Business Maturity to grow your firm

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About 10 years back, I was just like you

A young architect who dreamed of more than just designing.

I wanted to have my own business and a life full of adventures.

I wanted to travel the world and meet interesting people.

But those early years were a far cry from what I wanted….

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To sum it up quickly, I opened my own studio when I was 24.

In the beginning, it was just me in my small and humble office.

I started with an old wooden table and a plastic chair, no internet.

I chased my first clients and drew plans for free, hoping that one day they would turn into real projects.

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Those first days were hard.

I had to do everything myself.

From designing to figuring out how to get customers to know me.

And even handling the money. It seemed like a never-ending race.

My first real job was redesigning a small realtor's office.

It wasn't much, but it was a start. Gradually more work came in.

My “one-man band” became a team, and those small gigs transformed into big opportunities.

I’ll tell you more about them in another episode.

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If there's one thing I learned early on, it was to walk the path at my own pace; no rushing.

Believe me, you'll make too many mistakes if you run too fast.

(Open it in another tab and keep it open, we will be mentioning some of the errors throughout this article).

The secret is to keep going.

Step by step. Bit by bit. Brick by brick.

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The worst part? Sometimes I felt lonely.

Running a business is usually something you do it alone. Especially if you’re starting so young.

My colleagues were more interested in designing than making money or being profitable.

So I felt the whole pressure of running the business on my shoulders.

Fortunately, I found new friends, especially in the startup world.

They were other founders trying to do the same thing, to build their own profitable businesses.

We helped each other, shared advice and celebrated even the little things.

Now, when I look back, I see how all those little steps added up.

From staying late working on designs to now running my own company, every little thing was important.

One thing we all learned was that building a business takes time. Much more than you think.

And that there are some stages and steps that we all need to experience to make it grow.

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In this letter I will share with you what I have learned about starting a business and the different stages through which you will have to go through.

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As you begin your own journey from self-employed architect to running your own firm, think about this story.

You may find some similarities between your story and mine.

But above all, remember to take it one step at a time, without rushing.

Because that's how successful businesses are built.

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Let's talk about growing your architectural firm.

It is a lot like building a house.

You need a good plan to make sure everything goes smoothly.

That's why you need to understand what we call the Business Maturity Model.

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This is a chart that shows how to go from an idea to a successful business.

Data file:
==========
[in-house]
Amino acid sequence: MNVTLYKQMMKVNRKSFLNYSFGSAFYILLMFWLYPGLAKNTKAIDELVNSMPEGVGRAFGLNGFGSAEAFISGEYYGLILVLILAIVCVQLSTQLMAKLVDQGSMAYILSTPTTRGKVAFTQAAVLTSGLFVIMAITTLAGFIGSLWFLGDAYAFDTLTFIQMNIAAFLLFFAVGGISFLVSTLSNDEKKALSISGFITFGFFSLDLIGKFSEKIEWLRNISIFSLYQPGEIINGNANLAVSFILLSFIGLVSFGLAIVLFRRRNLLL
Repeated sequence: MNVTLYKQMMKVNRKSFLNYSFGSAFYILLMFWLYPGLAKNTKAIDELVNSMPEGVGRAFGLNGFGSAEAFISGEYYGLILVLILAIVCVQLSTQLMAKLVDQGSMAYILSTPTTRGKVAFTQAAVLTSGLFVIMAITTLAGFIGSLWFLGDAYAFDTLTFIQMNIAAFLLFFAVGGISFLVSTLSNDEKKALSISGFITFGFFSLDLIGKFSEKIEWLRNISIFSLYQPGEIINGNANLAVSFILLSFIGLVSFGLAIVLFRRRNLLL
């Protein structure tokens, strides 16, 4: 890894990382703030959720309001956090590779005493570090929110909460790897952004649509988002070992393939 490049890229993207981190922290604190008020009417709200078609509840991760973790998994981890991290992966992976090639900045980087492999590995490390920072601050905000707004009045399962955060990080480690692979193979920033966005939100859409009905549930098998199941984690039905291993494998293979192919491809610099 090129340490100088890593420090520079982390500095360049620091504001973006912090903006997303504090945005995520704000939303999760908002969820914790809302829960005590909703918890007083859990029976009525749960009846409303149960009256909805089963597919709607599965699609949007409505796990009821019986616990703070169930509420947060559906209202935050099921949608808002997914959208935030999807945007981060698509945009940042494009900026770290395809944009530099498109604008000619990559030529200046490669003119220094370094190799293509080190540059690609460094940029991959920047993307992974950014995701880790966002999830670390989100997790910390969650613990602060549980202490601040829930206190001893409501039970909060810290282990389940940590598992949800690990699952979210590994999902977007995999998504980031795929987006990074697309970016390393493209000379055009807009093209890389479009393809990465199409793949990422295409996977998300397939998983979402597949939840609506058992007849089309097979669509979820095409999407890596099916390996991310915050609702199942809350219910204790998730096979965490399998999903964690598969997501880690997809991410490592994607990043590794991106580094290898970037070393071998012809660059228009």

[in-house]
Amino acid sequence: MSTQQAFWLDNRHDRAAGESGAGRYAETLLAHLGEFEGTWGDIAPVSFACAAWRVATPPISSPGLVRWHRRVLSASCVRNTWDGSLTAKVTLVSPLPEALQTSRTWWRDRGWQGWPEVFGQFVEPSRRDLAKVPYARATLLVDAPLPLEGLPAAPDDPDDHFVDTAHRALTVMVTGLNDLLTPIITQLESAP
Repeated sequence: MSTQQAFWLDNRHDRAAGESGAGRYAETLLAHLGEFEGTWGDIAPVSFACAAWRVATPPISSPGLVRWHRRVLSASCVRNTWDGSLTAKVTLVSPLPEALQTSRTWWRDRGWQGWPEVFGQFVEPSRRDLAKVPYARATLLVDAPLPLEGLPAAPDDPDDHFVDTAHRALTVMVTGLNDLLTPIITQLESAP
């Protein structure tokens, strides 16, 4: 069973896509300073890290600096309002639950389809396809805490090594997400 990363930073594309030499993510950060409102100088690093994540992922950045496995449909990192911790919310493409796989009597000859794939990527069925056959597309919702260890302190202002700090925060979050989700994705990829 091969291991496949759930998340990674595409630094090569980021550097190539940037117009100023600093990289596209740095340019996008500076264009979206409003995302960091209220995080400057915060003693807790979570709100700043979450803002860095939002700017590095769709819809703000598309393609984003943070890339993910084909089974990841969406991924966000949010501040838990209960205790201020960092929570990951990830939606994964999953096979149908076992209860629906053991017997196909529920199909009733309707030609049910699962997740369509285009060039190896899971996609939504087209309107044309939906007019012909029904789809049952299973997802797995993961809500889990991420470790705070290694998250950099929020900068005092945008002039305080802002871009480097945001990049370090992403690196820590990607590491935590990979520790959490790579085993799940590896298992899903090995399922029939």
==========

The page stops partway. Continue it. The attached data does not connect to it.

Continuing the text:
Understanding this map is very important.

It will help you know where you are right now and what you need to do next.

There are 3 stages:

  • Low maturity or Startup stage
  • Mid maturity or Growth stage
  • High maturity or Scale stage

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And each one has 3 steps.

Let's dig deeper, one by one.

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Stage 1: Startup/Seed or Low Business Maturity

Many architects are lost in life. Without any direction. Stranded.

Or without a clear orientation of where they should lead their life.

It's normal, because the ideas we were taught at university have not had a single practical use in the real world.

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This stage consists of knowing what you want to do in your life.

I mean professionally, what do you want to work on in the next few years?

For that you need to test your ideas, if they are really working or not…

The goal is to find the professional direction that will give meaning to your life.

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You may have a lot of business ideas floating around in your head, right?

If you don't know where to start, here are 30 ways to monetize your architecture expertise.

Pick one of those ideas and see if there is a sustainable demand for it.

In the Startup stage you will face the following 3 steps:

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1) Reactive:

That's where a lot of architects are right now.

At least, the haters I encounter on social media from time to time.

Resistant, emotional, critical, disorganised, chaotic, undisciplined, bad habits….

They tend to say:

"I'm just an architect, I'm not a business person, I'm not entrepreneurial ".

So they reject the business concept. Making money is a sin or a crime.

This is what architecture schools have taught us, unfortunately.

Maybe you are making Mistake #1. Being afraid to fail?

You know what I mean.

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2) Learning

Once we understand that we need to learn about business, we will devour all kinds of information trying to fill in the knowledge gaps.

There are many things you need to learn to run a successful business.

Market Research, Building a CRM, Social Media Marketing, Content Marketing, Sales Funnels, Pricing, Value Proposition, Lean Startup, Income Streams, Unit Economics, Project Management, Key Resources and Activities…

That's where I'm guessing you are right now?

Unfortunately, many architects get stuck in the learning step.

Reading and consuming content, without even trying to pitch a single business idea.

You need to put all this knowledge into practice.

Learning without practice is meaningless.